On the phone with one Indian pharmacist in Delhi yesterday, I learned that 1) My brand of insulin was available, 2) My brand of insulin was not available, 3) I could purchase it without a prescription, 4) I would definitely need a prescription, 5) If I brought a sample of my own insulin, he would give me more insulin, 6) I should call back in 15 minutes. You get the point.
3. Representatives for insulin manufacturers don’t talk to each other. Having now spoken to several, the reps for some major insulin brands have told me in which countries their product is found, but no further details. They may as well have said, “Just look on our website,” then hung up.
4. My doctor is willing to write me the prescriptions, but my health insurance isn’t willing to honor them.After much prodding, my general practitioner wrote me six months worth of all my prescriptions — and I planned to buy the rest on the ground in our last months. But having jumped that hurdle, I hit a serious wall. My health insurance provider, Maccabi, will not allow the purchase of more than 3-months worth of medications. This — this right here — is the crux of the problem. Has no sick person ever traveled? And if they have, have they been encouraged, or forced, to buy off-brand medications in foreign countries?
We’ve spoken to Maccabi help-lines, Maccabi travel insurance branch, Maccabi doctors and more, and we’ve asked those very questions. The answers we’ve received have been silence. “We don’t know.” “Three moths only.” “… Sorry.” As we’ve learned, Maccabi recently changed their policy to only allow people to fill three months at a time, period. End of story.
This is unacceptable. And so…
5. I can only rely on myself. There is no way, no way in hell, that being diabetic will stop me from traveling. Medically, I’m sound; I just need a lot of supplies with me — all of which will fit in my backpack. It’s the bureaucratic bullshit that is getting in my way. So I’ve woven together a plan to ensure my own health and safety. I’m bringing some insulin with me. I’m sending some insulin ahead to Thailand with a friend. I’m asking Tal’s family, who will be joining us in India this winter, to bring assorted meds and supplies. And I’ll buy what I need along the way.
The plan, by all means, isn’t perfect. But I’ll assuredly be fine. For the sake of their sanity, just don’t tell my grandparents. This is, however, a major problem facing diabetics — and any person with a life-long condition that requires extended, but completely manageable, care. It’s something I look forward to overcoming, and to lobbying for upon my return.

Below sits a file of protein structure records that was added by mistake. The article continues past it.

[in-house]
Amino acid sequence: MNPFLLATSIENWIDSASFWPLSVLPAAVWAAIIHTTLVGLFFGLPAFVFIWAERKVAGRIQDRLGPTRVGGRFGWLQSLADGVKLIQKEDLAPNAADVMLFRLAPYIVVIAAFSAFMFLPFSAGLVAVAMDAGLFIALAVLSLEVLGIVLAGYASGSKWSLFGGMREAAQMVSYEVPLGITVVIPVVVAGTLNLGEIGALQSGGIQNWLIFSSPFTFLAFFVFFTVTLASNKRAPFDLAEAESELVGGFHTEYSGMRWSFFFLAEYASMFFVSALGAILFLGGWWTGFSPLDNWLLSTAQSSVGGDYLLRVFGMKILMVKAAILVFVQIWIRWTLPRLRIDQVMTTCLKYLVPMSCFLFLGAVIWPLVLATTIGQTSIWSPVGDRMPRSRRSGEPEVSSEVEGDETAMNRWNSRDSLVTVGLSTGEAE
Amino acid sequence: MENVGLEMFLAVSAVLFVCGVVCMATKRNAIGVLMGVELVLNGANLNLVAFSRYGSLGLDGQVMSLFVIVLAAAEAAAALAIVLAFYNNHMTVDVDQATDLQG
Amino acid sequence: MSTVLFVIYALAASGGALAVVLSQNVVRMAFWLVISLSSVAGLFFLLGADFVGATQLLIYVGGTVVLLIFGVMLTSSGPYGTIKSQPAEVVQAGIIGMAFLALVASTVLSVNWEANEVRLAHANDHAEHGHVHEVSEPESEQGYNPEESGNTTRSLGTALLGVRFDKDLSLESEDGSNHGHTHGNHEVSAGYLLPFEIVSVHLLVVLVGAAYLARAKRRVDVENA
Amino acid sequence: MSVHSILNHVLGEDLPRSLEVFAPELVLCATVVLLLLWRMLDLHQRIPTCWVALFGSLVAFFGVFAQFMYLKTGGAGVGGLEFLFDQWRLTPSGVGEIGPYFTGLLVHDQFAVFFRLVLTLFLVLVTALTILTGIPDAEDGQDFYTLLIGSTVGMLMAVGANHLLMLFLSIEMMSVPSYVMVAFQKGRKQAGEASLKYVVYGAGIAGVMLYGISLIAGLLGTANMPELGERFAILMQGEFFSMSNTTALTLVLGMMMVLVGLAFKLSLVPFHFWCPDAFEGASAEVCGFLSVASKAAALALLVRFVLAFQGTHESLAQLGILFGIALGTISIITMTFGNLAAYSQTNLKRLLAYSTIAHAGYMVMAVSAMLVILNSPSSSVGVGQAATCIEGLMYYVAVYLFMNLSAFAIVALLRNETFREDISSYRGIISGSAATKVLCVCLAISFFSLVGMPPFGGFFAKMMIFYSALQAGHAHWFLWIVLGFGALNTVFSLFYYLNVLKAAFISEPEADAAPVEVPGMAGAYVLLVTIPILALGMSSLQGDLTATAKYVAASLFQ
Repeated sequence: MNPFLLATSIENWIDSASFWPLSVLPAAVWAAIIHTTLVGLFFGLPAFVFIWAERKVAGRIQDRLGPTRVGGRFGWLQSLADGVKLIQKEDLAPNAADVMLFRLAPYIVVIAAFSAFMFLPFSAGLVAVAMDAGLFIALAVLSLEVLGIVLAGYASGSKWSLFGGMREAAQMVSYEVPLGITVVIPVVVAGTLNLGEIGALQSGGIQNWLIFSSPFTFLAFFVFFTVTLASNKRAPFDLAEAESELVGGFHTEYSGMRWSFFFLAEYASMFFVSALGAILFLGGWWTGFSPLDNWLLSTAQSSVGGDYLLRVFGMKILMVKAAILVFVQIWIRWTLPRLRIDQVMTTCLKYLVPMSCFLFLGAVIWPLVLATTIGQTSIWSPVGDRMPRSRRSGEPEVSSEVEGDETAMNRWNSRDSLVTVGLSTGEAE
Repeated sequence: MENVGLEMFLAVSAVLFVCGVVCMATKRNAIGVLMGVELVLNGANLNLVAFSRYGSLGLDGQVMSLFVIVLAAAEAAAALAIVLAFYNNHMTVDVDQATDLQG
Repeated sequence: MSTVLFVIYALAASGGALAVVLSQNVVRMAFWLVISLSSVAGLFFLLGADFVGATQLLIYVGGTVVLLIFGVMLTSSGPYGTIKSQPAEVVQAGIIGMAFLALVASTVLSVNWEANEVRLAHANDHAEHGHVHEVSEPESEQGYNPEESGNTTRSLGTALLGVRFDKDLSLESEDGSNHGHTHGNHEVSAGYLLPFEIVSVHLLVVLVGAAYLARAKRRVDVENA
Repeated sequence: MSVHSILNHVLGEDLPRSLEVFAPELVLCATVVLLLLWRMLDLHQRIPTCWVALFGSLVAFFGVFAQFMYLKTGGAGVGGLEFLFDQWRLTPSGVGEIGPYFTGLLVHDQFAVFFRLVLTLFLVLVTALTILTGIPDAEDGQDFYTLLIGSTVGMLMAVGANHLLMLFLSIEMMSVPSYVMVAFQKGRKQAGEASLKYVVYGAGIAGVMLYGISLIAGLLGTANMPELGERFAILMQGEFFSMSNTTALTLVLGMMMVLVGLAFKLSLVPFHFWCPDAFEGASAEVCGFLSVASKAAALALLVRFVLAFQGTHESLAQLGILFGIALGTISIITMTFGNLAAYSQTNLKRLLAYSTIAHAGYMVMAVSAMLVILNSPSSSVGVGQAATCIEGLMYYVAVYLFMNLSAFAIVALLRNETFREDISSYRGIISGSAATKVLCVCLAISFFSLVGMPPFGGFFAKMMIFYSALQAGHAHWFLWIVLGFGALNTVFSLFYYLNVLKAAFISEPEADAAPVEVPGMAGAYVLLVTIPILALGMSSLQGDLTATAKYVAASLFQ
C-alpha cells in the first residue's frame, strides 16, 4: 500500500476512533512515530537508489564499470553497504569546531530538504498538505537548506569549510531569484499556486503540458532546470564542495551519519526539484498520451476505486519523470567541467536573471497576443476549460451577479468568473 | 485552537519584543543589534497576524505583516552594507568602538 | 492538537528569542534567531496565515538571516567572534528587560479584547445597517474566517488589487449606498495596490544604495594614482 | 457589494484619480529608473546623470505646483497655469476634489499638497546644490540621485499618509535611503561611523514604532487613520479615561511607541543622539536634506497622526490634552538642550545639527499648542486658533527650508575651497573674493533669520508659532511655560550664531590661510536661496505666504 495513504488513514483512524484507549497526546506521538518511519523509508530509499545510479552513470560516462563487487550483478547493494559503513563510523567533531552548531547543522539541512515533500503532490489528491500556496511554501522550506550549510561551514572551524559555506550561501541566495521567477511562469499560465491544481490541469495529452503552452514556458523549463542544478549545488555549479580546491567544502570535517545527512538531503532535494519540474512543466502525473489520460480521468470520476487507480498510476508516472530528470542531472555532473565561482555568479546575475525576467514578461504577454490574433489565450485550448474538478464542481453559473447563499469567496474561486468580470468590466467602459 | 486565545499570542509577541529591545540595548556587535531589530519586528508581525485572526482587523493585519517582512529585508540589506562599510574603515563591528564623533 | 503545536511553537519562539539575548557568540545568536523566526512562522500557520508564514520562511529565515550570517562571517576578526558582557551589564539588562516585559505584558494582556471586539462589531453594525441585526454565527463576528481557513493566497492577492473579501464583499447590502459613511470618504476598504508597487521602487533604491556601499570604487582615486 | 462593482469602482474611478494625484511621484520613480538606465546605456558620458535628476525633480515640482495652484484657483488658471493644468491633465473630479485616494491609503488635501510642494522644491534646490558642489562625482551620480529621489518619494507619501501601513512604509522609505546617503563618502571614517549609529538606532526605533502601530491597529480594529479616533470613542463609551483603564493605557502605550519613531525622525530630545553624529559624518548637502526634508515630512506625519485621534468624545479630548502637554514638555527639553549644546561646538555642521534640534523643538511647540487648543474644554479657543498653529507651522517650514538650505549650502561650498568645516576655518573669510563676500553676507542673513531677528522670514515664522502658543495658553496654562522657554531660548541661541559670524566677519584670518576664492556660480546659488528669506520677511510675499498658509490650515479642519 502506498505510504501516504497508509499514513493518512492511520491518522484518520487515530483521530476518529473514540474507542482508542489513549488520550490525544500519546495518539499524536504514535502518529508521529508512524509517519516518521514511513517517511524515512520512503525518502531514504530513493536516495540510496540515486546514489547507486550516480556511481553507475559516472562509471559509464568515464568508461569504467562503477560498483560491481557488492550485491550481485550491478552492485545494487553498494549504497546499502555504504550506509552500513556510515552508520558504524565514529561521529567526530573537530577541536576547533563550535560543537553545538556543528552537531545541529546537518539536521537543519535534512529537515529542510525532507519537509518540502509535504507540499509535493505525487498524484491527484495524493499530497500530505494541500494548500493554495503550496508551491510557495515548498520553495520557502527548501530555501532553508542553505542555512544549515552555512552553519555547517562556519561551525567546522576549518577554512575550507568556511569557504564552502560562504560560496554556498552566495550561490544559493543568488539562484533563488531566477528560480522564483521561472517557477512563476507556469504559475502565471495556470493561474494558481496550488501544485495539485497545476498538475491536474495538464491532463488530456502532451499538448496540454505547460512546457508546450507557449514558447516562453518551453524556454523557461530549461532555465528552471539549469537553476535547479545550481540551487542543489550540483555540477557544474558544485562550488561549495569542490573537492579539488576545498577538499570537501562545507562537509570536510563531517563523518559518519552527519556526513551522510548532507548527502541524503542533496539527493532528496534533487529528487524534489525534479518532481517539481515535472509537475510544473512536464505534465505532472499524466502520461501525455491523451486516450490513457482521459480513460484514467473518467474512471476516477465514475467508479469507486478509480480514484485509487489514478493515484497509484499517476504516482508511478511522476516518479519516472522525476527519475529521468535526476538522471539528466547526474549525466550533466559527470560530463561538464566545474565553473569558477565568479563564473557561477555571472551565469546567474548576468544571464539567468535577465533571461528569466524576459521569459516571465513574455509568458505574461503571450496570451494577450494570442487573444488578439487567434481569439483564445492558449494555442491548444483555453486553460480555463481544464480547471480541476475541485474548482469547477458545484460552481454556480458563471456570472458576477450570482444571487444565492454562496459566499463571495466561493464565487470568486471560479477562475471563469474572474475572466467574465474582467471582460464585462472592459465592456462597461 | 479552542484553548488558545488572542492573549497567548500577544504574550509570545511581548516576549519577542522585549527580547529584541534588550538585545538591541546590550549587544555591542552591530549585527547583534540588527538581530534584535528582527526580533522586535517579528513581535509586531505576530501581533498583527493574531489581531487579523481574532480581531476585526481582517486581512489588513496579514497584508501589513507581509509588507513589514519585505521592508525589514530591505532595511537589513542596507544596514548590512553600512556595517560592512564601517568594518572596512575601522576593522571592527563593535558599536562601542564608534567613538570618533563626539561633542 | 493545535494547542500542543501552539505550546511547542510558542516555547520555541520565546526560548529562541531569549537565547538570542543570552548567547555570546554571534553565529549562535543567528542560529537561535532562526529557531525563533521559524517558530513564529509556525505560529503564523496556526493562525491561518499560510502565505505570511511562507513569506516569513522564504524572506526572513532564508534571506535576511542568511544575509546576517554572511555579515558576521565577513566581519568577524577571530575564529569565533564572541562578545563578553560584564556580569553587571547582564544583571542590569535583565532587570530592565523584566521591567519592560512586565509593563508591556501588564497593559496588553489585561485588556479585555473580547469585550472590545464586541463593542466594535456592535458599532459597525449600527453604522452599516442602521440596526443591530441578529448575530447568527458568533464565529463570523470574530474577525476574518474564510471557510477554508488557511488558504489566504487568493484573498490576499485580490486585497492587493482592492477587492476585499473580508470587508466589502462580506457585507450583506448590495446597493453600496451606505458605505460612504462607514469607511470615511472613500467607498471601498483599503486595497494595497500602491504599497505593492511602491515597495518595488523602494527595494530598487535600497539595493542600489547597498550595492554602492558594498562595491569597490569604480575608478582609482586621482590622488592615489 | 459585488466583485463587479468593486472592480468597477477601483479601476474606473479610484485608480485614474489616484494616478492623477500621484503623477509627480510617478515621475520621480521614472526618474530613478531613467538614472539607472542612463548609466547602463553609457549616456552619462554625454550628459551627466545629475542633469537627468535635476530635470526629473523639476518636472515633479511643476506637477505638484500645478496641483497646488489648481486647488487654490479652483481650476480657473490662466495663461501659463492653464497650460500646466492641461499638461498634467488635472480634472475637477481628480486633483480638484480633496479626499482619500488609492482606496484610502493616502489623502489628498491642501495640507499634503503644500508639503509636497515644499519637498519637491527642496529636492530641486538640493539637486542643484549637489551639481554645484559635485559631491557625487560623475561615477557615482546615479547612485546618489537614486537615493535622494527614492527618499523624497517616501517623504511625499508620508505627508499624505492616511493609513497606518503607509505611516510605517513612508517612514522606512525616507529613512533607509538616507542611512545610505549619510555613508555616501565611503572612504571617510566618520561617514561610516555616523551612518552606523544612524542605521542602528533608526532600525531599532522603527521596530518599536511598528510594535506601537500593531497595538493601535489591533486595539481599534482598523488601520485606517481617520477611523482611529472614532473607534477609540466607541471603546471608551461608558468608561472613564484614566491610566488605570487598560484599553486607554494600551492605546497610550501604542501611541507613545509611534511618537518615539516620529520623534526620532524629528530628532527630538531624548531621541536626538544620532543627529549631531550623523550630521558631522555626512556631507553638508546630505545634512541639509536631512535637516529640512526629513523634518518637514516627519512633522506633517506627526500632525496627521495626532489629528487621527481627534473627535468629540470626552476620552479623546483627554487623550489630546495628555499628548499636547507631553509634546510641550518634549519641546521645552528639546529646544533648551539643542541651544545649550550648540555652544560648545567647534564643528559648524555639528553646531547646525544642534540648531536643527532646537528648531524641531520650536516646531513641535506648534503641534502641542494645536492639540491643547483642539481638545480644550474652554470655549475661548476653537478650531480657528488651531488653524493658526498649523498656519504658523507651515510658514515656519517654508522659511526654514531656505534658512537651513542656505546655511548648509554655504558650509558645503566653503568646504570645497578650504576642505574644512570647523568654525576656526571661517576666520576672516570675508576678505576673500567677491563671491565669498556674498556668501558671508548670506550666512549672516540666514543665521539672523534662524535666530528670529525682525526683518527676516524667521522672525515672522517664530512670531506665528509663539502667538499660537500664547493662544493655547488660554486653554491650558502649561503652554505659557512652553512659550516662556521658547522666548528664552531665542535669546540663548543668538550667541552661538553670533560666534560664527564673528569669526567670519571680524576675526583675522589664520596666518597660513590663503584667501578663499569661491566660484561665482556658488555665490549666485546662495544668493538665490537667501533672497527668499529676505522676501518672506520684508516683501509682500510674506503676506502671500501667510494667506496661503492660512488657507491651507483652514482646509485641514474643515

3. The New Justin and Tali?
Dopplegangers: Nature’s Biggest Mystery
Tal and I decided early on that we didn’t want to give up our apartment while on the road, so as soon as the announcement of our departure went out we began searching for subletters. The place is clean, sunlit, spacious and (at least reasonably?) affordable, so finding interested parties wasn’t a problem. But finding interested parties who were sane, well, that was a bit harder (Queue story of the 40-year-old doctor on the verge of getting his license to practice in Israel who said he ‘couldn’t commit to longer than a month in this country’).
But when I got a call from an American girl named Lila, I had a good feeling. We agreed to meet her right away.
That afternoon, I opened our door to Lila and her husband Jon. They are two short-ish, smiling Americans who just arrived in Israel; she is a redhead with wavy hair and big eyes, and he is tan and compact with dark hair. Yes, I know, that is weird. But things got weirder from there. Lila came to Israel to study. Jon said ‘Sure, why not,’ and got a job. Lila speaks some Hebrew. Jon does not. Lila is a girl. Jon likes to run 10k races. In other words, they are us three years ago. We stood in our apartment sizing each other up: each couple staring at their doppleganger, alternate-universe version (full disclosure – they do have the slight height advantage).
We knew immediately that they were the right fit to sublet our apartment. Not to be entirely too cheesy too early on in this journey, but the symbolism of having a look-alike, same-story couple move into your apartment as you venture into the land of reincarnation lays pretty thick here.
And with that, we’re off to Delhi and the Smyle Inn, the first in what is sure to be a long line of budget hostels. We decided to hit the ground running and booked this well-reviewed place in the middle of what can only be described as a ‘backpacker’s ghetto,’ Paraganj. Wish us luck.